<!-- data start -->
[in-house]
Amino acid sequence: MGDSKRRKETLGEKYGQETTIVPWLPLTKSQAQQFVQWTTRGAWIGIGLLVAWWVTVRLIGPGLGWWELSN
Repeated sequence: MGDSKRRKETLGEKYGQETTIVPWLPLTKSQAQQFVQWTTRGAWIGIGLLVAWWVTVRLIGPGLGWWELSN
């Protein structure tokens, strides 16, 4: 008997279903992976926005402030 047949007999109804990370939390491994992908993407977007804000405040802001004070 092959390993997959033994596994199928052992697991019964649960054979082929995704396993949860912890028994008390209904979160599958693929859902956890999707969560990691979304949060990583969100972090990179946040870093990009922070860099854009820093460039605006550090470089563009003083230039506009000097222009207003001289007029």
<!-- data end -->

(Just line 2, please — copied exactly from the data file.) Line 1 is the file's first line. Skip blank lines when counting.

Amino acid sequence: MGDSKRRKETLGEKYGQETTIVPWLPLTKSQAQQFVQWTTRGAWIGIGLLVAWWVTVRLIGPGLGWWELSN